Format

Send to

Choose Destination
See comment in PubMed Commons below
Plant Cell. 2007 Feb;19(2):534-48. Epub 2007 Feb 28.

Arabidopsis MYB26/MALE STERILE35 regulates secondary thickening in the endothecium and is essential for anther dehiscence.

Author information

1
Plant Sciences Division, School of Biosciences, University of Nottingham, Sutton Bonington Campus, Loughborough, Leicstershire LE12 5RD, United Kingdom.

Abstract

The Arabidopsis thaliana MYB26/MALE STERILE35 (MS35) gene is critical for the development of secondary thickening in the anther endothecium and subsequent dehiscence. MYB26 is localized to the nucleus and regulates endothecial development and secondary thickening in a cell-specific manner in the anther. MYB26 expression is seen in anthers and also in the style and nectaries, although there is no effect on female fertility in the ms35 mutant. MYB26 expression in anthers occurs early during endothecial development, with maximal expression during pollen mitosis I and bicellular stages, indicating a regulatory role in specifying early endothecial cell development. Overexpression of MYB26 results in ectopic secondary thickening in both Arabidopsis and tobacco (Nicotiana tabacum) plants, predominantly within the epidermal tissues. MYB26 regulates a number of genes linked to secondary thickening, including IRREGULAR XYLEM1 (IRX1), IRX3, IRX8, and IRX12. Changes in expression were also detected in two NAC domain genes, NAC SECONDARY WALL-PROMOTING FACTOR1 (NST1) and NST2, which have been linked to secondary thickening in the anther endothecium. These data indicate that MYB26 regulates NST1 and NST2 expression and in turn controls the process of secondary thickening. Therefore, MYB26 appears to function in a regulatory role involved in determining endothecial cell development within the anther and acts upstream of the lignin biosynthesis pathway.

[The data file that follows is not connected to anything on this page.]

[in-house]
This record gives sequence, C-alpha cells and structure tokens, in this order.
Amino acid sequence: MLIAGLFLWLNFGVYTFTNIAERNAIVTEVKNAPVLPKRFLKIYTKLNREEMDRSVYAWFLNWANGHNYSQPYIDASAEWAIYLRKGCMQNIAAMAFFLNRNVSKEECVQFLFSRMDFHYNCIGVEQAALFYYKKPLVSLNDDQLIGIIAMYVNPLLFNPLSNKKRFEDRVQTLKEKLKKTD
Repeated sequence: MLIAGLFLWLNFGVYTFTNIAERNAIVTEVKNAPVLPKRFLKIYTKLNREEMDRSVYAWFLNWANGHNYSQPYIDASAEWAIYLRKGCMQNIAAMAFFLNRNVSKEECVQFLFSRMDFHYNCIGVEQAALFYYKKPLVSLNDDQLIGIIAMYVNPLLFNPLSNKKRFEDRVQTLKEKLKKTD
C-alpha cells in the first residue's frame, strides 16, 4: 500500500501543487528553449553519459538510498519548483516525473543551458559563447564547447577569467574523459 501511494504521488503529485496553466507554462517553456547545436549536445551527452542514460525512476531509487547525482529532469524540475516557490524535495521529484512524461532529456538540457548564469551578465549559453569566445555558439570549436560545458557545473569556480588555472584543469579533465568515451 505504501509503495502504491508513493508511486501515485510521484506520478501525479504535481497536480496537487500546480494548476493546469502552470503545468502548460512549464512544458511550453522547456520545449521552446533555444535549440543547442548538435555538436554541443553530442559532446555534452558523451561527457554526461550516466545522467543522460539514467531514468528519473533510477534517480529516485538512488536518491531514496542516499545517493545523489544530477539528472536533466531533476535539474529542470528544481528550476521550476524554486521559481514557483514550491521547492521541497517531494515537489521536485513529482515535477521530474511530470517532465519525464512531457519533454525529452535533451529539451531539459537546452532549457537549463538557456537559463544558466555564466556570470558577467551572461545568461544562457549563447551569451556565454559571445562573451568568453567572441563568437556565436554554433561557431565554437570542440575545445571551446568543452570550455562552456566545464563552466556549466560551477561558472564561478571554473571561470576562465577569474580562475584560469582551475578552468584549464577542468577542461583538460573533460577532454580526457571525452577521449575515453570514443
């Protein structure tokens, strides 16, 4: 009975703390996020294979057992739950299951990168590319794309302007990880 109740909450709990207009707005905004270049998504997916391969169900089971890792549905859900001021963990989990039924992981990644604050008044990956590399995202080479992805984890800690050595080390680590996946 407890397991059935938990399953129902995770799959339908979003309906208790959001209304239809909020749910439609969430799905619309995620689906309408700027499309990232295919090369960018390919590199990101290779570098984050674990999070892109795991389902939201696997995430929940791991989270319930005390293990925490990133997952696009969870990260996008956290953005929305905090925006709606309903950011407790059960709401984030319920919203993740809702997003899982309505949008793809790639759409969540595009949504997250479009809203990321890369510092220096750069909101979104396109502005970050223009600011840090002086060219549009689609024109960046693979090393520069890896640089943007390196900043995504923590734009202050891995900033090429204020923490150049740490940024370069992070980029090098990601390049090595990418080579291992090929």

PMID:
17329564
PMCID:
PMC1867336
DOI:
10.1105/tpc.106.046391
[Indexed for MEDLINE]
Free PMC Article
PubMed Commons home

PubMed Commons

0 comments
How to join PubMed Commons

    Supplemental Content

    Full text links

    Icon for HighWire Icon for PubMed Central
    Loading ...
    Support Center